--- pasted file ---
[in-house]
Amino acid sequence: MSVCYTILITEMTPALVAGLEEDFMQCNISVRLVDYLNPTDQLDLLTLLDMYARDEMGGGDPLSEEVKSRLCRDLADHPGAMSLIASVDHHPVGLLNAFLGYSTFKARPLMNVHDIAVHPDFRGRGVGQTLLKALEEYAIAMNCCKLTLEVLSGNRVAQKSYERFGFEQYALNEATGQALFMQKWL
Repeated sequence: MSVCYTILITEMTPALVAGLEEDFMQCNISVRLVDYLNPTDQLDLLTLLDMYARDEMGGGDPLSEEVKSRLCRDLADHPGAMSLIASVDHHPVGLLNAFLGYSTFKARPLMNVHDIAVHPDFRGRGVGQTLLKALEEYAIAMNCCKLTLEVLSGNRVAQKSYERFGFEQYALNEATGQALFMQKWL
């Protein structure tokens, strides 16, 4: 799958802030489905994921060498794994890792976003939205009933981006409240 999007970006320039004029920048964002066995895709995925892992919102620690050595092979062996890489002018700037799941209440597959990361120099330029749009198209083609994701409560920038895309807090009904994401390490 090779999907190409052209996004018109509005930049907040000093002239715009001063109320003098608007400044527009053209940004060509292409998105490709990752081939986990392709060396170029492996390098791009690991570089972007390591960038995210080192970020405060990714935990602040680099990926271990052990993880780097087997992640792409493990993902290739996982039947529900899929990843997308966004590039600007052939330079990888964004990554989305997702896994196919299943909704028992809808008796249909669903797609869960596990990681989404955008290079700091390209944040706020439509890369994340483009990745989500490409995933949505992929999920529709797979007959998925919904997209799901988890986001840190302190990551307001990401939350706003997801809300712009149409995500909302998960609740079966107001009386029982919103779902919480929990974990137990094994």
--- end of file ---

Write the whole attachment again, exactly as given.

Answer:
[in-house]
Amino acid sequence: MSVCYTILITEMTPALVAGLEEDFMQCNISVRLVDYLNPTDQLDLLTLLDMYARDEMGGGDPLSEEVKSRLCRDLADHPGAMSLIASVDHHPVGLLNAFLGYSTFKARPLMNVHDIAVHPDFRGRGVGQTLLKALEEYAIAMNCCKLTLEVLSGNRVAQKSYERFGFEQYALNEATGQALFMQKWL
Repeated sequence: MSVCYTILITEMTPALVAGLEEDFMQCNISVRLVDYLNPTDQLDLLTLLDMYARDEMGGGDPLSEEVKSRLCRDLADHPGAMSLIASVDHHPVGLLNAFLGYSTFKARPLMNVHDIAVHPDFRGRGVGQTLLKALEEYAIAMNCCKLTLEVLSGNRVAQKSYERFGFEQYALNEATGQALFMQKWL
């Protein structure tokens, strides 16, 4: 799958802030489905994921060498794994890792976003939205009933981006409240 999007970006320039004029920048964002066995895709995925892992919102620690050595092979062996890489002018700037799941209440597959990361120099330029749009198209083609994701409560920038895309807090009904994401390490 090779999907190409052209996004018109509005930049907040000093002239715009001063109320003098608007400044527009053209940004060509292409998105490709990752081939986990392709060396170029492996390098791009690991570089972007390591960038995210080192970020405060990714935990602040680099990926271990052990993880780097087997992640792409493990993902290739996982039947529900899929990843997308966004590039600007052939330079990888964004990554989305997702896994196919299943909704028992809808008796249909669903797609869960596990990681989404955008290079700091390209944040706020439509890369994340483009990745989500490409995933949505992929999920529709797979007959998925919904997209799901988890986001840190302190990551307001990401939350706003997801809300712009149409995500909302998960609740079966107001009386029982919103779902919480929990974990137990094994």